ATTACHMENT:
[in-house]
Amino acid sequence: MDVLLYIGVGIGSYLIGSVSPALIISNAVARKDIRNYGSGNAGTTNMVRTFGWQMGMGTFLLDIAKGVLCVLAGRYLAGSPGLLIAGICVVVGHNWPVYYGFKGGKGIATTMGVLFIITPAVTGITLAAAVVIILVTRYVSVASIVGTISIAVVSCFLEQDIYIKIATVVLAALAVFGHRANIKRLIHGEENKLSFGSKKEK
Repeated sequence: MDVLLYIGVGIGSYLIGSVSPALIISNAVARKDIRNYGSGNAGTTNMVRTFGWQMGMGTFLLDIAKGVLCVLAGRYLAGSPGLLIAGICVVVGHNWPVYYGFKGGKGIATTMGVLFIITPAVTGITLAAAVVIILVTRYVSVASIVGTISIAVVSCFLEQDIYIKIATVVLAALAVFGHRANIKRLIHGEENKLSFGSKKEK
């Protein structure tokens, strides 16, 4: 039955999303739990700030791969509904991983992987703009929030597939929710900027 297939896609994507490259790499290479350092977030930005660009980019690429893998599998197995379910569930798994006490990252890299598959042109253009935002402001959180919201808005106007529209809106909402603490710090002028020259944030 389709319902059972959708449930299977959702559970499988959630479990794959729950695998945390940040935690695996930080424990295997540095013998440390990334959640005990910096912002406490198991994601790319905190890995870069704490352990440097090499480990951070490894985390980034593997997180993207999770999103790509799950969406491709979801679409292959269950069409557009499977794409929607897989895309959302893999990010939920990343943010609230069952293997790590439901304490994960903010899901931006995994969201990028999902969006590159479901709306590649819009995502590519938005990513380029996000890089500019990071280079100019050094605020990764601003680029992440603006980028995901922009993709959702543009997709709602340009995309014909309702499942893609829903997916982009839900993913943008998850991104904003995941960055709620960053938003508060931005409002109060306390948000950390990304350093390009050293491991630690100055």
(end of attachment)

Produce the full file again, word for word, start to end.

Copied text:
[in-house]
Amino acid sequence: MDVLLYIGVGIGSYLIGSVSPALIISNAVARKDIRNYGSGNAGTTNMVRTFGWQMGMGTFLLDIAKGVLCVLAGRYLAGSPGLLIAGICVVVGHNWPVYYGFKGGKGIATTMGVLFIITPAVTGITLAAAVVIILVTRYVSVASIVGTISIAVVSCFLEQDIYIKIATVVLAALAVFGHRANIKRLIHGEENKLSFGSKKEK
Repeated sequence: MDVLLYIGVGIGSYLIGSVSPALIISNAVARKDIRNYGSGNAGTTNMVRTFGWQMGMGTFLLDIAKGVLCVLAGRYLAGSPGLLIAGICVVVGHNWPVYYGFKGGKGIATTMGVLFIITPAVTGITLAAAVVIILVTRYVSVASIVGTISIAVVSCFLEQDIYIKIATVVLAALAVFGHRANIKRLIHGEENKLSFGSKKEK
């Protein structure tokens, strides 16, 4: 039955999303739990700030791969509904991983992987703009929030597939929710900027 297939896609994507490259790499290479350092977030930005660009980019690429893998599998197995379910569930798994006490990252890299598959042109253009935002402001959180919201808005106007529209809106909402603490710090002028020259944030 389709319902059972959708449930299977959702559970499988959630479990794959729950695998945390940040935690695996930080424990295997540095013998440390990334959640005990910096912002406490198991994601790319905190890995870069704490352990440097090499480990951070490894985390980034593997997180993207999770999103790509799950969406491709979801679409292959269950069409557009499977794409929607897989895309959302893999990010939920990343943010609230069952293997790590439901304490994960903010899901931006995994969201990028999902969006590159479901709306590649819009995502590519938005990513380029996000890089500019990071280079100019050094605020990764601003680029992440603006980028995901922009993709959702543009997709709602340009995309014909309702499942893609829903997916982009839900993913943008998850991104904003995941960055709620960053938003508060931005409002109060306390948000950390990304350093390009050293491991630690100055």